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1 1 4 MONBODDO HOUSE.

east or from the mountains on the west ; the lawns, the trees, the old house, picturesque in itself, and interesting in its associations, render Monboddo a most pleasant abode. In the time of the old judge it was no doubt bare enough. Where there are now lawns and llower-becls there most likely corn and turnips grew, for he was almost as fond of farming as he was of the ancients. When he re- ceived our travellers, " he was dressed," says Boswell, " in a rustic

���MONliODDO.

��suit, and wore a little round hat. He told us we now saw him as Fanner Burnett, and we should have his family dinner a farmer's dinner. He produced a very long stalk of corn as a specimen of his crop, and said, ' You see here the leetas segetes,'" An instance of his " agricultural enthusiasm " used to be recounted by Sir Walter Scott: "Returning home one night after an absence (I think) on circuit, he went out with a candle to look at a field of turnips, then a novelty in Scotland." ' He had a glimpse, it should seem, of some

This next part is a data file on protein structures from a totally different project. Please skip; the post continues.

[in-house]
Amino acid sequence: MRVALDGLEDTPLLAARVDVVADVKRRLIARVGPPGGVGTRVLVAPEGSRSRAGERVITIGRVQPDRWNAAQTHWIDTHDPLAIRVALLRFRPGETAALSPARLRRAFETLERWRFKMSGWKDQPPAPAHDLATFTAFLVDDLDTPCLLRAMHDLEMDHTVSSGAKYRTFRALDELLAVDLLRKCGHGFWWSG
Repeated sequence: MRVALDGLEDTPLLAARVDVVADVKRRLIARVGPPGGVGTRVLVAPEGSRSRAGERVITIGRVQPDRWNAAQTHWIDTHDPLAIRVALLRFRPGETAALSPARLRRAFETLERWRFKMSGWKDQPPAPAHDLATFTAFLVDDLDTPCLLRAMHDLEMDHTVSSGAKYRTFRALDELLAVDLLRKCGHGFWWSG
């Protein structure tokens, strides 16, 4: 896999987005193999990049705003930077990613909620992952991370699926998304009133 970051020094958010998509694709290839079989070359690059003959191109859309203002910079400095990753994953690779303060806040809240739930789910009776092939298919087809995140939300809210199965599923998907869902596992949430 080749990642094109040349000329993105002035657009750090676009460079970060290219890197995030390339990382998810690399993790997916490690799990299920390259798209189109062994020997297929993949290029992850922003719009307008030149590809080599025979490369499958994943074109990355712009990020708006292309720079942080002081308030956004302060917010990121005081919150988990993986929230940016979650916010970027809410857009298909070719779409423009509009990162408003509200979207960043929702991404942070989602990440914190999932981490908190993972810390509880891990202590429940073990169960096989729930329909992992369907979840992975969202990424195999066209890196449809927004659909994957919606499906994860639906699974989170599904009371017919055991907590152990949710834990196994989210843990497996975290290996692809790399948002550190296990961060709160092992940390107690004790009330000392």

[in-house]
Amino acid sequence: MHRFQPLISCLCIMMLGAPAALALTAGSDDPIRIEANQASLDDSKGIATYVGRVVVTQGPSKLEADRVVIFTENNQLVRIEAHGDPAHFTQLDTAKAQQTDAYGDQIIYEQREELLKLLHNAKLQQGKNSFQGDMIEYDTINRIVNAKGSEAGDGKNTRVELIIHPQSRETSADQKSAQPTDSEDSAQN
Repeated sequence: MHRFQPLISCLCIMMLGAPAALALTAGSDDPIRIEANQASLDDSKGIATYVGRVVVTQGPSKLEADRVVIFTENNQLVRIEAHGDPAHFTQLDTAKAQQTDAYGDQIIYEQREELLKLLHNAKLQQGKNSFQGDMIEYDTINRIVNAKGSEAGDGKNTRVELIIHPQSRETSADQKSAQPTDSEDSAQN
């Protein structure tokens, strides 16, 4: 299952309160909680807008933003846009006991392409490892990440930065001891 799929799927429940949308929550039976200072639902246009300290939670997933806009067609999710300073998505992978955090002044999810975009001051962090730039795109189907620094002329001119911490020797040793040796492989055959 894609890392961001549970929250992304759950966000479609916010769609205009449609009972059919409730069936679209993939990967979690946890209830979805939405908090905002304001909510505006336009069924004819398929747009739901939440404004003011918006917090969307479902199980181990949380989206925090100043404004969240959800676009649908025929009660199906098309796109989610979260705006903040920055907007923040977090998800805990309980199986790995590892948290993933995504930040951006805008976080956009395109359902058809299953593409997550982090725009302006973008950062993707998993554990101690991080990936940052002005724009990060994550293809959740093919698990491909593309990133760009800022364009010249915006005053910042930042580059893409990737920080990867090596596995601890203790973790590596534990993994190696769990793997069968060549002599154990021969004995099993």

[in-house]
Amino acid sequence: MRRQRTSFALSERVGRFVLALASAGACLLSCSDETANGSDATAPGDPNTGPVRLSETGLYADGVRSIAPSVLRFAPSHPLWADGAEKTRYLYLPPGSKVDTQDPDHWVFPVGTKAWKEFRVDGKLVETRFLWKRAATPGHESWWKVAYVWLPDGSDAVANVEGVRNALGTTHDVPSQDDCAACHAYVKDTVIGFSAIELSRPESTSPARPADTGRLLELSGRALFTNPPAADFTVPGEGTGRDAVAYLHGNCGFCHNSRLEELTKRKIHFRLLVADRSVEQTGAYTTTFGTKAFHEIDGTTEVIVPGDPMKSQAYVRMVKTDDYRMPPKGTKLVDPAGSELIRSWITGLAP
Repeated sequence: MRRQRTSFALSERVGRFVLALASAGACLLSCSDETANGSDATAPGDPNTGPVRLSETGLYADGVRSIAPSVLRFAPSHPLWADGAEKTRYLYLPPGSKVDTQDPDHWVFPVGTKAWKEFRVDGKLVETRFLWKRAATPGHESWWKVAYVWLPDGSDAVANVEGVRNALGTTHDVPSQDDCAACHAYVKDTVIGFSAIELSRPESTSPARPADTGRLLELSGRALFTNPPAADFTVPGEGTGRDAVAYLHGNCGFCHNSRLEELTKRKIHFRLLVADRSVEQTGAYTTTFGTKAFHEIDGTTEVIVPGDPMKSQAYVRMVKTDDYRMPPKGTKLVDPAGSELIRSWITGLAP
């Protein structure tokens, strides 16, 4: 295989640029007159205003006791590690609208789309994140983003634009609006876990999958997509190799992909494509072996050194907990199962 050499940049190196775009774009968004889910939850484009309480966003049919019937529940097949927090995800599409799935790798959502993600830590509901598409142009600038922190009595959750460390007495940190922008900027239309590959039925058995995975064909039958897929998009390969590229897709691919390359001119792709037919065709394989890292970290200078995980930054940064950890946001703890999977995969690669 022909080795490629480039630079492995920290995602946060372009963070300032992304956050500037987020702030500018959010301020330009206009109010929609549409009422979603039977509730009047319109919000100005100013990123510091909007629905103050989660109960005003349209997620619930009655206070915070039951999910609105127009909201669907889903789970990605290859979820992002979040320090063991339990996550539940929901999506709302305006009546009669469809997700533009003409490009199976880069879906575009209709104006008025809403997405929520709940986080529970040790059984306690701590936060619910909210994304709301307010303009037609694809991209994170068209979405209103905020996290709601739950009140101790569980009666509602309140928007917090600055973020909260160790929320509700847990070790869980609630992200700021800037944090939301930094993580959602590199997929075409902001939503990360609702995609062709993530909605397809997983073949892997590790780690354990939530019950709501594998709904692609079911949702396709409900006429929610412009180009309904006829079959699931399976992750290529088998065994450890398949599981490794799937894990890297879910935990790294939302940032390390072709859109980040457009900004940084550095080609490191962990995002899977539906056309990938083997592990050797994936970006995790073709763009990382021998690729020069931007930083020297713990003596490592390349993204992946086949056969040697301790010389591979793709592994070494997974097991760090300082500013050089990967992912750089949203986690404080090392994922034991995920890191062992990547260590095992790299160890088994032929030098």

1 Croker's Boswell, p. 288.

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